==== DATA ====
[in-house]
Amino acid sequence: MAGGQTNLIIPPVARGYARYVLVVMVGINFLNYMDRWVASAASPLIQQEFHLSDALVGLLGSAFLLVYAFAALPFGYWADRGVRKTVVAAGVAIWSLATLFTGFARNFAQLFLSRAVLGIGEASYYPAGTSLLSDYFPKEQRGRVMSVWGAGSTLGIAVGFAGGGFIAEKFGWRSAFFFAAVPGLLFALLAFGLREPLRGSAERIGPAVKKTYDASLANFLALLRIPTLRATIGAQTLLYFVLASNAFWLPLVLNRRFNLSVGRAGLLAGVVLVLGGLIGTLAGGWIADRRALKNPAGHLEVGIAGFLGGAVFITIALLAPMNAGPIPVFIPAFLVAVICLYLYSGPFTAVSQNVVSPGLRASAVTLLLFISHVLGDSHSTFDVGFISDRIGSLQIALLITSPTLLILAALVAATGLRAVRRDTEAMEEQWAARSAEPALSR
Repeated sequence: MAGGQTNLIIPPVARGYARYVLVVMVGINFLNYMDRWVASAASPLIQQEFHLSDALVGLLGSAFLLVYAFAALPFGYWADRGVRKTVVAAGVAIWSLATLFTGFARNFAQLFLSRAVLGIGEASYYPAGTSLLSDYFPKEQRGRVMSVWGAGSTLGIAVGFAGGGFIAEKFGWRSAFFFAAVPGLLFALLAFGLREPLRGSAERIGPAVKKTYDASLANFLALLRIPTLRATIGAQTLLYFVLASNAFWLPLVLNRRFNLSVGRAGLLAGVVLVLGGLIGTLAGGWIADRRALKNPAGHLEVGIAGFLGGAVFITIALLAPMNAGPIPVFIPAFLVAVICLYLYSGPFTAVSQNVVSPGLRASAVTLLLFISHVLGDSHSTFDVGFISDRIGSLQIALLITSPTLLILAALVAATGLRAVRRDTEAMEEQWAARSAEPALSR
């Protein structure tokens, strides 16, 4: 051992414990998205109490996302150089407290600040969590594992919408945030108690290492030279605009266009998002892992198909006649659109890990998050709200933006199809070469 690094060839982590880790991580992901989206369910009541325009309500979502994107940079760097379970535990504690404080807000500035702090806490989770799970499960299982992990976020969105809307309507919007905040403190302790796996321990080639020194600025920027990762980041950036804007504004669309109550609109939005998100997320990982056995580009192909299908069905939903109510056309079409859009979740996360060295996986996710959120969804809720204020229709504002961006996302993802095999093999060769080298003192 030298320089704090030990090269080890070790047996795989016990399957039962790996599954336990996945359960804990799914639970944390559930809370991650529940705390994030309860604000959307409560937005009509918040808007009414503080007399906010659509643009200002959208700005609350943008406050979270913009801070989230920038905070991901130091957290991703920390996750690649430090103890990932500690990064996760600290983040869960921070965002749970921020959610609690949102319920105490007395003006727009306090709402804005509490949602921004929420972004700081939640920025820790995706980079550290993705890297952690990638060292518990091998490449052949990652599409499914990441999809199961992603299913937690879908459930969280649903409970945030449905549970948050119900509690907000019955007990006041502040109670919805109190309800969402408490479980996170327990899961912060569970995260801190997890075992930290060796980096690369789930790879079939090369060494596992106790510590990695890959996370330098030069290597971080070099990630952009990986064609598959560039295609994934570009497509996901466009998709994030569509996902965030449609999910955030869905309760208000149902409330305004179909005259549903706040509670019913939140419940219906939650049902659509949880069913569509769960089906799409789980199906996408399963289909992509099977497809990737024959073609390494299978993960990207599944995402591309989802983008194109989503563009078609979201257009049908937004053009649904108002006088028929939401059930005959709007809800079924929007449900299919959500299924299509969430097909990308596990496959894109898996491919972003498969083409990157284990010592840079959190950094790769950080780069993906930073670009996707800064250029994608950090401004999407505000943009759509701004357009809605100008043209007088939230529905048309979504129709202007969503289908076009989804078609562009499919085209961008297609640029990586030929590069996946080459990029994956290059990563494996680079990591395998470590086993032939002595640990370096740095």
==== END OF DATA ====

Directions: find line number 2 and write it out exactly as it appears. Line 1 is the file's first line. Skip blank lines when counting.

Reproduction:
Amino acid sequence: MAGGQTNLIIPPVARGYARYVLVVMVGINFLNYMDRWVASAASPLIQQEFHLSDALVGLLGSAFLLVYAFAALPFGYWADRGVRKTVVAAGVAIWSLATLFTGFARNFAQLFLSRAVLGIGEASYYPAGTSLLSDYFPKEQRGRVMSVWGAGSTLGIAVGFAGGGFIAEKFGWRSAFFFAAVPGLLFALLAFGLREPLRGSAERIGPAVKKTYDASLANFLALLRIPTLRATIGAQTLLYFVLASNAFWLPLVLNRRFNLSVGRAGLLAGVVLVLGGLIGTLAGGWIADRRALKNPAGHLEVGIAGFLGGAVFITIALLAPMNAGPIPVFIPAFLVAVICLYLYSGPFTAVSQNVVSPGLRASAVTLLLFISHVLGDSHSTFDVGFISDRIGSLQIALLITSPTLLILAALVAATGLRAVRRDTEAMEEQWAARSAEPALSR